We see how powerful God is, and how being in and with Him the apostles experienced power beyond understanding. But lest we conceive God as only being about force, power and might, we are reminded to watch how Jesus operated. Primarily He spent his time with those the world would dub the most unfortunate. He was not about power and control, or He could have prevented His own death. Instead he chose His leaders from among the ordinary and he did not shy away from sinners or the downcast; he walked with every imaginable person. The most learned and proud were humbled by his Wisdom, and the most fortunate were moved to a conversion of heart. Today, we remember our call to be witnesses to His Glory in the retelling of this story. We remember the God-made-Man is in fact God; and as the song goes, “God is God, and we are not.” This was foretold in our first reading, and the vision of the Prophet written in the Book of Daniel where we read “The one like a Son of man received dominion, glory, and kingship…His dominion is an everlasting dominion that shall not be taken away…” (Daniel 7:14).
But while God is powerful, Jesus taught that the meek shall inherit the earth. So we look to God and His power to help us cope in the moment as we live in this world. Jesus calls us to follow Him for His Kingdom is at hand. With our earthly eyes and view of power, we might like to see our enemies scattered. But with eyes of faith we know Jesus asked us to love our enemies. It is as if He wants us to invite everyone to join us on our earthly journey. Although He surely displayed a godly power on that day; by his everyday example, He showed us a different way. Of course until the apostles saw Jesus succumb to his captors, sealing his fate of death on the cross, we know the apostles thought things would end differently. We know that seeing all that they had seen, being with Jesus day in and day out, they still were filled with so much fear the night he was led away. But, they found their strength when they finally understood what Jesus meant when he told them of His Resurrection (celebrated at Easter). That day He conquered death; which was followed up by His Ascension into heaven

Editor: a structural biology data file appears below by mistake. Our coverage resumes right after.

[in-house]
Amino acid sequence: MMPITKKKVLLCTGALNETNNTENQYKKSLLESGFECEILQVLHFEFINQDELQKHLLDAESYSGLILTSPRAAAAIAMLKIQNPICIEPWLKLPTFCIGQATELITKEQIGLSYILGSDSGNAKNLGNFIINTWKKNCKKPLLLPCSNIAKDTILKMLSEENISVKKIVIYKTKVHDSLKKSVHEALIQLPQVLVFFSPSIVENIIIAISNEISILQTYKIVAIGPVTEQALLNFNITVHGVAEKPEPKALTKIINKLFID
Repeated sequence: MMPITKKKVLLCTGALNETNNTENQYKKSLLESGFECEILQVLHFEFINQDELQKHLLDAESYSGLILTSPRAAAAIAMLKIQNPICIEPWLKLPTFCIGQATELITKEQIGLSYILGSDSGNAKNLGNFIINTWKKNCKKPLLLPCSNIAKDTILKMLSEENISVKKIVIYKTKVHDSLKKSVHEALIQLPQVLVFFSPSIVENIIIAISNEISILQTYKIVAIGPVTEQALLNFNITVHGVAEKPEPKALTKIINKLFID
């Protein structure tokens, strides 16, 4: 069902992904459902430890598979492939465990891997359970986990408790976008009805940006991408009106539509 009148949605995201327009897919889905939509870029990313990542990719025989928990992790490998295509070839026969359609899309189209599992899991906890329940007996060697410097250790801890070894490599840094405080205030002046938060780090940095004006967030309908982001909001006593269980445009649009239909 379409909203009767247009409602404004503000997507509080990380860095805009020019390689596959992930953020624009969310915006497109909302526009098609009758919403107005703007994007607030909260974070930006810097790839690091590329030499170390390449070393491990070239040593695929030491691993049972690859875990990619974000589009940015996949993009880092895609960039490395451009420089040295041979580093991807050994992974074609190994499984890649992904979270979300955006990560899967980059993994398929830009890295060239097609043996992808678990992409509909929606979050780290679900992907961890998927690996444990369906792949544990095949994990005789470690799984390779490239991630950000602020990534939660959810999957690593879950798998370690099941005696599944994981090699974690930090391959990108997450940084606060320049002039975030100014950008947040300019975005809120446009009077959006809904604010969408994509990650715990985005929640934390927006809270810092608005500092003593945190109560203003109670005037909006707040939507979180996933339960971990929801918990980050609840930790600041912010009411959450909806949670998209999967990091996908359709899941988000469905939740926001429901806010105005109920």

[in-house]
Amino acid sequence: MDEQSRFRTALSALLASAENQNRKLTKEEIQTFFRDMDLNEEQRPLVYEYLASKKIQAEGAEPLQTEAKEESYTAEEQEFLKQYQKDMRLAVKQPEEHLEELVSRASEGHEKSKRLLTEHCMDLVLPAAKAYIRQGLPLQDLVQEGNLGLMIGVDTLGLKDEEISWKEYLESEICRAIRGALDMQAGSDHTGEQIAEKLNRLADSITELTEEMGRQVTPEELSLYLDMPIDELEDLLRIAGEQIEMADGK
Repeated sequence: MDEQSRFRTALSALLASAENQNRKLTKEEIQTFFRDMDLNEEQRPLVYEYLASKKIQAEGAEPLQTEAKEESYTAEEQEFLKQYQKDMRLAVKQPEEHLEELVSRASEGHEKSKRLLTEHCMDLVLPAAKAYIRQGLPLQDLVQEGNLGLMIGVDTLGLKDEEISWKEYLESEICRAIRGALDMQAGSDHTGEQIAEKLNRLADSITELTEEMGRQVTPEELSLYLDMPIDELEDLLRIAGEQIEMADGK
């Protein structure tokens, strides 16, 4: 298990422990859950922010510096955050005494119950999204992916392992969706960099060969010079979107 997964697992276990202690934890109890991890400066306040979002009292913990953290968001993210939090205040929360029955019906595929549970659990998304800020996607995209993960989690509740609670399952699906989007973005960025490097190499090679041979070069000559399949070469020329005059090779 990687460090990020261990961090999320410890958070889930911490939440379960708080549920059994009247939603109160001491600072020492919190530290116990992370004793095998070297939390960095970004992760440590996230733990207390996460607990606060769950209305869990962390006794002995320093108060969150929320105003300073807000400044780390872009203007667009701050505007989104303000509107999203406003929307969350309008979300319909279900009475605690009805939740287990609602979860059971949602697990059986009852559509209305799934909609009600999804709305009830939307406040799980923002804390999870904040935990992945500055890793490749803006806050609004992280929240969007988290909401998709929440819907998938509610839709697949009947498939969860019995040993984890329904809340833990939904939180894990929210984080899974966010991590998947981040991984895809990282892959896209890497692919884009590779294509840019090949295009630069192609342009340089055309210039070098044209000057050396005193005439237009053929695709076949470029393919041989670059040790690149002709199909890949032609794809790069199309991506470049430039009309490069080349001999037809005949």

So, finally let us ask what is in our hearts as we read from the Liturgy of Hours for today, some of the Sermon by Anastasius of Sinai, bishop: “Therefore, since each of us possesses God in his heart and is being transformed into his divine image, we also should cry out with joy: It is good for us to be here - …where God is seen. For here, in our hearts, Christ takes up his abode together with the Father, saying as he enters: Today salvation has come to this house. With Christ, our hearts receive all the wealth of his eternal blessings, and there where they are stored up for us in him, we see reflected as in a mirror both the first fruits and the whole of the world to come.” (Volume IV, pg. 1285-86)